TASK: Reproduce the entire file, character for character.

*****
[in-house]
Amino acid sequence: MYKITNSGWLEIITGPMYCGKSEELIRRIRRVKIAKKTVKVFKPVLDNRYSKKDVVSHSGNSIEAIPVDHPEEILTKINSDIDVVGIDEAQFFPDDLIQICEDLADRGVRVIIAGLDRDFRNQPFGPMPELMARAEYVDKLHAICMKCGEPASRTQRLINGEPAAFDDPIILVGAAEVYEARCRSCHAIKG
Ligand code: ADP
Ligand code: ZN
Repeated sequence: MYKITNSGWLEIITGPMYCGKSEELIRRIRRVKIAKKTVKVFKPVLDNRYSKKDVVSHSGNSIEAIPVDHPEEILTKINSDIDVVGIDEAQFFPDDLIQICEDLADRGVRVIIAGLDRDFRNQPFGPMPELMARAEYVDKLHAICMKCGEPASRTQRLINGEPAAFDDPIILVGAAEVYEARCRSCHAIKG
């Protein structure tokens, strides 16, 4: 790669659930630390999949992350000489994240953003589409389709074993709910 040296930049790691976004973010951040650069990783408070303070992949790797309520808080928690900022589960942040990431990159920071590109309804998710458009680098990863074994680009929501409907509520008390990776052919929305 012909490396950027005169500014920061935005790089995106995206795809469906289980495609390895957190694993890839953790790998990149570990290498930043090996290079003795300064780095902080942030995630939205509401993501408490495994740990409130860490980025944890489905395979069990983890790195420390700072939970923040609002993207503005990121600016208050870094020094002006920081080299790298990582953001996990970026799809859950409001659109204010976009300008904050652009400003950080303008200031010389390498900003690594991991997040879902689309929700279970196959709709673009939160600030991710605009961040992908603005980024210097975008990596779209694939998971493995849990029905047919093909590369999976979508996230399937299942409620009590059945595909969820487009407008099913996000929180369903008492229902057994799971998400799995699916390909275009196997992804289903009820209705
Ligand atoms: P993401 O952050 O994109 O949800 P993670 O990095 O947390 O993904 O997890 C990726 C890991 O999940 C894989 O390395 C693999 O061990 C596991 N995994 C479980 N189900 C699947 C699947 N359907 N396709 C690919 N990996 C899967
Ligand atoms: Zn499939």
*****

[in-house]
Amino acid sequence: MYKITNSGWLEIITGPMYCGKSEELIRRIRRVKIAKKTVKVFKPVLDNRYSKKDVVSHSGNSIEAIPVDHPEEILTKINSDIDVVGIDEAQFFPDDLIQICEDLADRGVRVIIAGLDRDFRNQPFGPMPELMARAEYVDKLHAICMKCGEPASRTQRLINGEPAAFDDPIILVGAAEVYEARCRSCHAIKG
Ligand code: ADP
Ligand code: ZN
Repeated sequence: MYKITNSGWLEIITGPMYCGKSEELIRRIRRVKIAKKTVKVFKPVLDNRYSKKDVVSHSGNSIEAIPVDHPEEILTKINSDIDVVGIDEAQFFPDDLIQICEDLADRGVRVIIAGLDRDFRNQPFGPMPELMARAEYVDKLHAICMKCGEPASRTQRLINGEPAAFDDPIILVGAAEVYEARCRSCHAIKG
């Protein structure tokens, strides 16, 4: 790669659930630390999949992350000489994240953003589409389709074993709910 040296930049790691976004973010951040650069990783408070303070992949790797309520808080928690900022589960942040990431990159920071590109309804998710458009680098990863074994680009929501409907509520008390990776052919929305 012909490396950027005169500014920061935005790089995106995206795809469906289980495609390895957190694993890839953790790998990149570990290498930043090996290079003795300064780095902080942030995630939205509401993501408490495994740990409130860490980025944890489905395979069990983890790195420390700072939970923040609002993207503005990121600016208050870094020094002006920081080299790298990582953001996990970026799809859950409001659109204010976009300008904050652009400003950080303008200031010389390498900003690594991991997040879902689309929700279970196959709709673009939160600030991710605009961040992908603005980024210097975008990596779209694939998971493995849990029905047919093909590369999976979508996230399937299942409620009590059945595909969820487009407008099913996000929180369903008492229902057994799971998400799995699916390909275009196997992804289903009820209705
Ligand atoms: P993401 O952050 O994109 O949800 P993670 O990095 O947390 O993904 O997890 C990726 C890991 O999940 C894989 O390395 C693999 O061990 C596991 N995994 C479980 N189900 C699947 C699947 N359907 N396709 C690919 N990996 C899967
Ligand atoms: Zn499939």